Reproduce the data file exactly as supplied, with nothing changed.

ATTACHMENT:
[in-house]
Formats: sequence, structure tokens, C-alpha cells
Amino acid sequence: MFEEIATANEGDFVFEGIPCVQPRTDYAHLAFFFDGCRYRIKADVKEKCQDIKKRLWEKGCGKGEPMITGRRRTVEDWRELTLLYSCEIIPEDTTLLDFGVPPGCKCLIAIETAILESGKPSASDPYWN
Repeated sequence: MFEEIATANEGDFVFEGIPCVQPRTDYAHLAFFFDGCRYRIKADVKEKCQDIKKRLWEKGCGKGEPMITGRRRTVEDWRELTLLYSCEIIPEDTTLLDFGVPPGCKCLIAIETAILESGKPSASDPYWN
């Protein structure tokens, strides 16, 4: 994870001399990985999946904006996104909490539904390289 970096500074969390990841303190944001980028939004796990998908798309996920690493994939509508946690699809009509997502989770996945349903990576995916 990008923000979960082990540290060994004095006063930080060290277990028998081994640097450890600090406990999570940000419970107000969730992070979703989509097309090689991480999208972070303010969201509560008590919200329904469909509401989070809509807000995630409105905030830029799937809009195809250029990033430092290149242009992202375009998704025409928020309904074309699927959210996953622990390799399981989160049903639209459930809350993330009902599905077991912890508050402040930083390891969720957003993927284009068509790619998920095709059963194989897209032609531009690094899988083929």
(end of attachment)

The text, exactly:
[in-house]
Formats: sequence, structure tokens, C-alpha cells
Amino acid sequence: MFEEIATANEGDFVFEGIPCVQPRTDYAHLAFFFDGCRYRIKADVKEKCQDIKKRLWEKGCGKGEPMITGRRRTVEDWRELTLLYSCEIIPEDTTLLDFGVPPGCKCLIAIETAILESGKPSASDPYWN
Repeated sequence: MFEEIATANEGDFVFEGIPCVQPRTDYAHLAFFFDGCRYRIKADVKEKCQDIKKRLWEKGCGKGEPMITGRRRTVEDWRELTLLYSCEIIPEDTTLLDFGVPPGCKCLIAIETAILESGKPSASDPYWN
């Protein structure tokens, strides 16, 4: 994870001399990985999946904006996104909490539904390289 970096500074969390990841303190944001980028939004796990998908798309996920690493994939509508946690699809009509997502989770996945349903990576995916 990008923000979960082990540290060994004095006063930080060290277990028998081994640097450890600090406990999570940000419970107000969730992070979703989509097309090689991480999208972070303010969201509560008590919200329904469909509401989070809509807000995630409105905030830029799937809009195809250029990033430092290149242009992202375009998704025409928020309904074309699927959210996953622990390799399981989160049903639209459930809350993330009902599905077991912890508050402040930083390891969720957003993927284009068509790619998920095709059963194989897209032609531009690094899988083929």